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Brooks Wilson's Economics Blog: Privatize the Corporation for Public Broadcasting

Friday, October 22, 2010

Privatize the Corporation for Public Broadcasting

The Corporation for Public Broadcasting (CPB) was established in 1967 with the signing of the Public Broadcasting Act. In 1969, formed the Public Broadcasting Service (PBS) and one year later, the National Public Radio (NPR). The authorizing act required that the CPB maintain "strict adherence to objectivity and balance in all programs or series of programs of a controversial nature." Despite the controversy surrounding the firing of Juan Williams (See “Juan Williams and the Meaning of Bigotry” for details and a defense of Williams), I believe that the CPB has conscientiously and rather successfully complied with the mandated.

The CPB is governed by a nine person board that is appointed by the president and confirmed by the Senate. Each member of the board serves a six year term. In 2009, four members were Republicans, four Democrats, and one independent.

In 2009, the CPB was funded by the federal government to the tune of $400. Historically, this funding has ranged between 15% and 20% of total operating revenue. State and local taxes have funded an additional 25% to 29%. Private sources have competed the funding. CBS and NPR are also funded by a combination of public and private sources.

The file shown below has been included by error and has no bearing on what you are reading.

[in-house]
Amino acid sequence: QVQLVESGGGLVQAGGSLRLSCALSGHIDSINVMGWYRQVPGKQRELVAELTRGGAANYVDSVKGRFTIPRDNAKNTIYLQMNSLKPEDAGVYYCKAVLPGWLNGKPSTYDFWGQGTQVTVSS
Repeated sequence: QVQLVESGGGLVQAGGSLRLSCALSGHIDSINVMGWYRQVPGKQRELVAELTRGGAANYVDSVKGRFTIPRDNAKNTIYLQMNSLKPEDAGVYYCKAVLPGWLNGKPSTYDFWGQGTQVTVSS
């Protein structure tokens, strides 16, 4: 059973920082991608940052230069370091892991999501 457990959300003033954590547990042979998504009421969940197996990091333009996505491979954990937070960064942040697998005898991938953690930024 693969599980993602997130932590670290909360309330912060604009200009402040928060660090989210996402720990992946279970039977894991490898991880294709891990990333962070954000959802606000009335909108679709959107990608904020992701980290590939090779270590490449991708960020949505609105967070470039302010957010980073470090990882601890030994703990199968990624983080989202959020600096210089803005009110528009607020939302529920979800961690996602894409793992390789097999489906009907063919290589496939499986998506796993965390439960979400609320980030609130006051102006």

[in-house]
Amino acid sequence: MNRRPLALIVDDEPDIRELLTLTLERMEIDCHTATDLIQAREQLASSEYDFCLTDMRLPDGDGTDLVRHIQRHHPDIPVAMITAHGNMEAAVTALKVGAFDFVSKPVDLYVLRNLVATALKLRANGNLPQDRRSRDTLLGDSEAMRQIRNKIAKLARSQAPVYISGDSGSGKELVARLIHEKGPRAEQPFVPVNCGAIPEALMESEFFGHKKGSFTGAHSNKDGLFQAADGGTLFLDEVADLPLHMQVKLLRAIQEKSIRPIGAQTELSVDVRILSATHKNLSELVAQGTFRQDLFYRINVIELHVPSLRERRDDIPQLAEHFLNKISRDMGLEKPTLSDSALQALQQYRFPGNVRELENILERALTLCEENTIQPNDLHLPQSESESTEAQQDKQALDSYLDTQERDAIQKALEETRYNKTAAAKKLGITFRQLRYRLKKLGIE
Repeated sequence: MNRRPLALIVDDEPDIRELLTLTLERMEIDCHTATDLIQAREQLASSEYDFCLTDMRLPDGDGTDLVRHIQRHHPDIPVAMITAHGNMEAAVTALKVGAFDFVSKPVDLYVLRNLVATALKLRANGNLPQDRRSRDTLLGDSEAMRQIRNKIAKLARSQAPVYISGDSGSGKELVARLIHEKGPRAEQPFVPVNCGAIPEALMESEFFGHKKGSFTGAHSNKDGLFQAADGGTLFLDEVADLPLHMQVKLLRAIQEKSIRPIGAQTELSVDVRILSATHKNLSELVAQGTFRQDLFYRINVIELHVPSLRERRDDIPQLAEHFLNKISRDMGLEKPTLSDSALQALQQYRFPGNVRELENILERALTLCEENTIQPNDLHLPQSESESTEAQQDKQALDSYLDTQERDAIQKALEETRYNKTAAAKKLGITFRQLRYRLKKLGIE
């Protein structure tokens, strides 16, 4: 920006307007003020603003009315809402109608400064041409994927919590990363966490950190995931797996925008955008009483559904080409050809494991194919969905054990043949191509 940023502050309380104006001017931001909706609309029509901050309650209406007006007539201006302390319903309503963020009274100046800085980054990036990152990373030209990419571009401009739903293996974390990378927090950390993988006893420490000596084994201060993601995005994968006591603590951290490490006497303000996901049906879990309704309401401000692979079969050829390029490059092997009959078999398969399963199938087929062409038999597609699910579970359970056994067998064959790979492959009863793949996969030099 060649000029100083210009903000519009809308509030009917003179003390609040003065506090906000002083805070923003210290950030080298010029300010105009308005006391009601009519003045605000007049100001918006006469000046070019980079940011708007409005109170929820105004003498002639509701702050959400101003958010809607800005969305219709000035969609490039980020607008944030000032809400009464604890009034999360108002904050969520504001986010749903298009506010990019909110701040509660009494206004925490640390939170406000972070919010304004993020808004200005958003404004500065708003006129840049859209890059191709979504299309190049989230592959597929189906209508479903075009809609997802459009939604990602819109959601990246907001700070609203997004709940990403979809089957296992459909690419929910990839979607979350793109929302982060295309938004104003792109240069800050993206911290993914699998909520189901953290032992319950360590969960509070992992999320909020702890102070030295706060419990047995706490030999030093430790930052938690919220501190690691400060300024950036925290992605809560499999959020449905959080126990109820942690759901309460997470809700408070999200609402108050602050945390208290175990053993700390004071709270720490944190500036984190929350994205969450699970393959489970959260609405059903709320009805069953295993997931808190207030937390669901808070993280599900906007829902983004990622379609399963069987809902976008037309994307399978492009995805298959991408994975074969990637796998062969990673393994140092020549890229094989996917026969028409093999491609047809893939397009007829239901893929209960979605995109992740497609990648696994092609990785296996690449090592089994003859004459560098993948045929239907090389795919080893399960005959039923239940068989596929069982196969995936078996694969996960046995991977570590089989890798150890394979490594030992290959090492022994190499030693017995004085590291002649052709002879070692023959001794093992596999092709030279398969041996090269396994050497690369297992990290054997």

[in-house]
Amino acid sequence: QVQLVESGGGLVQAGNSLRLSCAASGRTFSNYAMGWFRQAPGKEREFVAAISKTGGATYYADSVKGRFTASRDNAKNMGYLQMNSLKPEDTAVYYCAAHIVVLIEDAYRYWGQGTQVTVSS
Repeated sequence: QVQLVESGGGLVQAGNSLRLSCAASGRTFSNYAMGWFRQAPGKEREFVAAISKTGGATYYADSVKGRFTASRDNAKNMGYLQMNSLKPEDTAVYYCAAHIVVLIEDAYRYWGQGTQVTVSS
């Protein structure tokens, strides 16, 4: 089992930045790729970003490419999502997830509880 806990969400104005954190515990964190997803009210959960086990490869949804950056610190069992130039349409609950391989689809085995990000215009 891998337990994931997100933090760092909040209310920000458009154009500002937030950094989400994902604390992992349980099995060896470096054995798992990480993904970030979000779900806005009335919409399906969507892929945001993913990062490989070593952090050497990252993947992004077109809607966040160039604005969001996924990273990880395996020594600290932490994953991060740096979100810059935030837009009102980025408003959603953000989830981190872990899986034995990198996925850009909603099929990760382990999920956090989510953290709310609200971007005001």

Given enormous deficits and mounting debt at all levels of government, taxpayers should demand more care in government budgeting. I suggest that the CPB be completely privatized. The president's and senate’s time should not be spent selecting board members or considering is budgetary needs. There is no longer a need for taxpayers to subsidize television and radio programming in today’s broadcasting market if there ever was one.
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1 comment:

  1. Ilse Rojano6/11/10 2:10 PM

    I believe whether to provide funding for public broadcasting or not is a difficult decision. Public broadcasting benefits the public because it imforms them of the news. On the contary, if funding public broadcasting is causing taxpayers to be in debt then it might not be such a good idea.